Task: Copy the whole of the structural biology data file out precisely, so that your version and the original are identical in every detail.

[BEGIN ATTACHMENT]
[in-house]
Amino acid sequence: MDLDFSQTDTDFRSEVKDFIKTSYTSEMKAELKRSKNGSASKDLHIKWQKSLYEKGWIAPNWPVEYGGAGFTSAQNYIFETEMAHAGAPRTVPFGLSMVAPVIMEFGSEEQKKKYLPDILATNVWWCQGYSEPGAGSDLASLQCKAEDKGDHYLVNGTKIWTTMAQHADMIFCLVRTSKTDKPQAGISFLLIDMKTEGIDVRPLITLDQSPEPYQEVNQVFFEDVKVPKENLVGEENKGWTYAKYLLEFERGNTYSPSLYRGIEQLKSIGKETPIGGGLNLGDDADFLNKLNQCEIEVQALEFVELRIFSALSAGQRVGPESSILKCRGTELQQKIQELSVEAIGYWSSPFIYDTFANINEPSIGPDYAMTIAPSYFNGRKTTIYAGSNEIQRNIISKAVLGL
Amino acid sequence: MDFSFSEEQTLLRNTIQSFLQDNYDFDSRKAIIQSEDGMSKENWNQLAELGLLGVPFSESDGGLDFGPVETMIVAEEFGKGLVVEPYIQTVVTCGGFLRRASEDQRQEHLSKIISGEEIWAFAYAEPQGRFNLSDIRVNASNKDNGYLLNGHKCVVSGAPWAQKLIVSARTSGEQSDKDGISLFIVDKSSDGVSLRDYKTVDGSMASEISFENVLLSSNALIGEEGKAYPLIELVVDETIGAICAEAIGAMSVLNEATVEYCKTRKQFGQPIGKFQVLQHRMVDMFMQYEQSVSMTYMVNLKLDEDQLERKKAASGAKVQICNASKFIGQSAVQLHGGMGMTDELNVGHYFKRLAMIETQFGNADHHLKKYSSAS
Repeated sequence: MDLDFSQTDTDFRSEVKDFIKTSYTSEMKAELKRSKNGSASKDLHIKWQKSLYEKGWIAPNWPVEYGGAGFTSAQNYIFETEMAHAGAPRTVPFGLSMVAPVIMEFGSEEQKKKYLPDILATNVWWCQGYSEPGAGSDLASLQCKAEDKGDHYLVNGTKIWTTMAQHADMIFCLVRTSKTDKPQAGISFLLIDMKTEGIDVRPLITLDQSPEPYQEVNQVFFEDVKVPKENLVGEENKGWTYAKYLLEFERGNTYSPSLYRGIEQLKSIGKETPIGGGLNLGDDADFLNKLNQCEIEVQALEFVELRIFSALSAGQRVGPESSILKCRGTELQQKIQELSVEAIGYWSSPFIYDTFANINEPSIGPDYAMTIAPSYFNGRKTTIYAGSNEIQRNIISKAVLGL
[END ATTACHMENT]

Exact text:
[in-house]
Amino acid sequence: MDLDFSQTDTDFRSEVKDFIKTSYTSEMKAELKRSKNGSASKDLHIKWQKSLYEKGWIAPNWPVEYGGAGFTSAQNYIFETEMAHAGAPRTVPFGLSMVAPVIMEFGSEEQKKKYLPDILATNVWWCQGYSEPGAGSDLASLQCKAEDKGDHYLVNGTKIWTTMAQHADMIFCLVRTSKTDKPQAGISFLLIDMKTEGIDVRPLITLDQSPEPYQEVNQVFFEDVKVPKENLVGEENKGWTYAKYLLEFERGNTYSPSLYRGIEQLKSIGKETPIGGGLNLGDDADFLNKLNQCEIEVQALEFVELRIFSALSAGQRVGPESSILKCRGTELQQKIQELSVEAIGYWSSPFIYDTFANINEPSIGPDYAMTIAPSYFNGRKTTIYAGSNEIQRNIISKAVLGL
Amino acid sequence: MDFSFSEEQTLLRNTIQSFLQDNYDFDSRKAIIQSEDGMSKENWNQLAELGLLGVPFSESDGGLDFGPVETMIVAEEFGKGLVVEPYIQTVVTCGGFLRRASEDQRQEHLSKIISGEEIWAFAYAEPQGRFNLSDIRVNASNKDNGYLLNGHKCVVSGAPWAQKLIVSARTSGEQSDKDGISLFIVDKSSDGVSLRDYKTVDGSMASEISFENVLLSSNALIGEEGKAYPLIELVVDETIGAICAEAIGAMSVLNEATVEYCKTRKQFGQPIGKFQVLQHRMVDMFMQYEQSVSMTYMVNLKLDEDQLERKKAASGAKVQICNASKFIGQSAVQLHGGMGMTDELNVGHYFKRLAMIETQFGNADHHLKKYSSAS
Repeated sequence: MDLDFSQTDTDFRSEVKDFIKTSYTSEMKAELKRSKNGSASKDLHIKWQKSLYEKGWIAPNWPVEYGGAGFTSAQNYIFETEMAHAGAPRTVPFGLSMVAPVIMEFGSEEQKKKYLPDILATNVWWCQGYSEPGAGSDLASLQCKAEDKGDHYLVNGTKIWTTMAQHADMIFCLVRTSKTDKPQAGISFLLIDMKTEGIDVRPLITLDQSPEPYQEVNQVFFEDVKVPKENLVGEENKGWTYAKYLLEFERGNTYSPSLYRGIEQLKSIGKETPIGGGLNLGDDADFLNKLNQCEIEVQALEFVELRIFSALSAGQRVGPESSILKCRGTELQQKIQELSVEAIGYWSSPFIYDTFANINEPSIGPDYAMTIAPSYFNGRKTTIYAGSNEIQRNIISKAVLGL